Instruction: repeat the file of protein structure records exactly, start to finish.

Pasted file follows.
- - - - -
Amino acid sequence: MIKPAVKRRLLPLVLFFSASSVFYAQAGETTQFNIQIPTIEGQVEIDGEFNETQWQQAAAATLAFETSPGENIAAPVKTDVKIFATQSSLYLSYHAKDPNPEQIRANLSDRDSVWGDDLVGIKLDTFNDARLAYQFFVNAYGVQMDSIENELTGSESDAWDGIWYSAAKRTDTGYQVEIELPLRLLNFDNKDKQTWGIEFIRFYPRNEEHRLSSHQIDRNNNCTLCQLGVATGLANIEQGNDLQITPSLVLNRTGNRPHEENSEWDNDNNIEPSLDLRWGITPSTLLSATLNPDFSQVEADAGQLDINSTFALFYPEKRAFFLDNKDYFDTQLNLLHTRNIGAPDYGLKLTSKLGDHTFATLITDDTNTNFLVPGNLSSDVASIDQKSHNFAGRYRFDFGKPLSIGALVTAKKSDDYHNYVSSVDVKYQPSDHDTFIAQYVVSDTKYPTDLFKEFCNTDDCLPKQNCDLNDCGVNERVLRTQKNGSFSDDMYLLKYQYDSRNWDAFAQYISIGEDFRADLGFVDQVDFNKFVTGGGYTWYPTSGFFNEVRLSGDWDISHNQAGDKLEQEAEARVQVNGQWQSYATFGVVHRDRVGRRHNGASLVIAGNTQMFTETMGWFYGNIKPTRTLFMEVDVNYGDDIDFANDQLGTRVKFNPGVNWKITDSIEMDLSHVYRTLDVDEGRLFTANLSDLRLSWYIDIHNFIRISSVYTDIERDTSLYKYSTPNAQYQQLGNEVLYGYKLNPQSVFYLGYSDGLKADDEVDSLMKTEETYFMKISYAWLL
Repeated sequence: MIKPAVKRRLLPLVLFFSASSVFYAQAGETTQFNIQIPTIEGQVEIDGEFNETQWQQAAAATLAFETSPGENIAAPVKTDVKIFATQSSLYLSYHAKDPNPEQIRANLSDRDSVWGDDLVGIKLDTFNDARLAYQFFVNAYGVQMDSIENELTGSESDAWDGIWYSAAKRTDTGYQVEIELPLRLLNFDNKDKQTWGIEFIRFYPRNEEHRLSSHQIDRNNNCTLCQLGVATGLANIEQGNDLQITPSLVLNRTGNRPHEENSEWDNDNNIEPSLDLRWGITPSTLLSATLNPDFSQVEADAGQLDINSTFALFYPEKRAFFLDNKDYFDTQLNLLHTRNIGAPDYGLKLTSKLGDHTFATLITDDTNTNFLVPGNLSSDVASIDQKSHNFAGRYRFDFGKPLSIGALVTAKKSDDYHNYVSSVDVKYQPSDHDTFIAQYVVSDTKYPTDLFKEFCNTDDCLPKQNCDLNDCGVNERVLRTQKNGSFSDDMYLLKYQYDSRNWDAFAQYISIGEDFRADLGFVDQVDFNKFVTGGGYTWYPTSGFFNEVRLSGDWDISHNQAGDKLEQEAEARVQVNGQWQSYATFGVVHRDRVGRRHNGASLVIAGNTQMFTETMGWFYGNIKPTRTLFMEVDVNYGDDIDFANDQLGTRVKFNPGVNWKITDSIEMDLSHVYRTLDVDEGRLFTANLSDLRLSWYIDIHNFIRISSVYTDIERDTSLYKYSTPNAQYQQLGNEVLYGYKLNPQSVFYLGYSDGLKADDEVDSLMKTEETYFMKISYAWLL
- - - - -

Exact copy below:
Amino acid sequence: MIKPAVKRRLLPLVLFFSASSVFYAQAGETTQFNIQIPTIEGQVEIDGEFNETQWQQAAAATLAFETSPGENIAAPVKTDVKIFATQSSLYLSYHAKDPNPEQIRANLSDRDSVWGDDLVGIKLDTFNDARLAYQFFVNAYGVQMDSIENELTGSESDAWDGIWYSAAKRTDTGYQVEIELPLRLLNFDNKDKQTWGIEFIRFYPRNEEHRLSSHQIDRNNNCTLCQLGVATGLANIEQGNDLQITPSLVLNRTGNRPHEENSEWDNDNNIEPSLDLRWGITPSTLLSATLNPDFSQVEADAGQLDINSTFALFYPEKRAFFLDNKDYFDTQLNLLHTRNIGAPDYGLKLTSKLGDHTFATLITDDTNTNFLVPGNLSSDVASIDQKSHNFAGRYRFDFGKPLSIGALVTAKKSDDYHNYVSSVDVKYQPSDHDTFIAQYVVSDTKYPTDLFKEFCNTDDCLPKQNCDLNDCGVNERVLRTQKNGSFSDDMYLLKYQYDSRNWDAFAQYISIGEDFRADLGFVDQVDFNKFVTGGGYTWYPTSGFFNEVRLSGDWDISHNQAGDKLEQEAEARVQVNGQWQSYATFGVVHRDRVGRRHNGASLVIAGNTQMFTETMGWFYGNIKPTRTLFMEVDVNYGDDIDFANDQLGTRVKFNPGVNWKITDSIEMDLSHVYRTLDVDEGRLFTANLSDLRLSWYIDIHNFIRISSVYTDIERDTSLYKYSTPNAQYQQLGNEVLYGYKLNPQSVFYLGYSDGLKADDEVDSLMKTEETYFMKISYAWLL
Repeated sequence: MIKPAVKRRLLPLVLFFSASSVFYAQAGETTQFNIQIPTIEGQVEIDGEFNETQWQQAAAATLAFETSPGENIAAPVKTDVKIFATQSSLYLSYHAKDPNPEQIRANLSDRDSVWGDDLVGIKLDTFNDARLAYQFFVNAYGVQMDSIENELTGSESDAWDGIWYSAAKRTDTGYQVEIELPLRLLNFDNKDKQTWGIEFIRFYPRNEEHRLSSHQIDRNNNCTLCQLGVATGLANIEQGNDLQITPSLVLNRTGNRPHEENSEWDNDNNIEPSLDLRWGITPSTLLSATLNPDFSQVEADAGQLDINSTFALFYPEKRAFFLDNKDYFDTQLNLLHTRNIGAPDYGLKLTSKLGDHTFATLITDDTNTNFLVPGNLSSDVASIDQKSHNFAGRYRFDFGKPLSIGALVTAKKSDDYHNYVSSVDVKYQPSDHDTFIAQYVVSDTKYPTDLFKEFCNTDDCLPKQNCDLNDCGVNERVLRTQKNGSFSDDMYLLKYQYDSRNWDAFAQYISIGEDFRADLGFVDQVDFNKFVTGGGYTWYPTSGFFNEVRLSGDWDISHNQAGDKLEQEAEARVQVNGQWQSYATFGVVHRDRVGRRHNGASLVIAGNTQMFTETMGWFYGNIKPTRTLFMEVDVNYGDDIDFANDQLGTRVKFNPGVNWKITDSIEMDLSHVYRTLDVDEGRLFTANLSDLRLSWYIDIHNFIRISSVYTDIERDTSLYKYSTPNAQYQQLGNEVLYGYKLNPQSVFYLGYSDGLKADDEVDSLMKTEETYFMKISYAWLL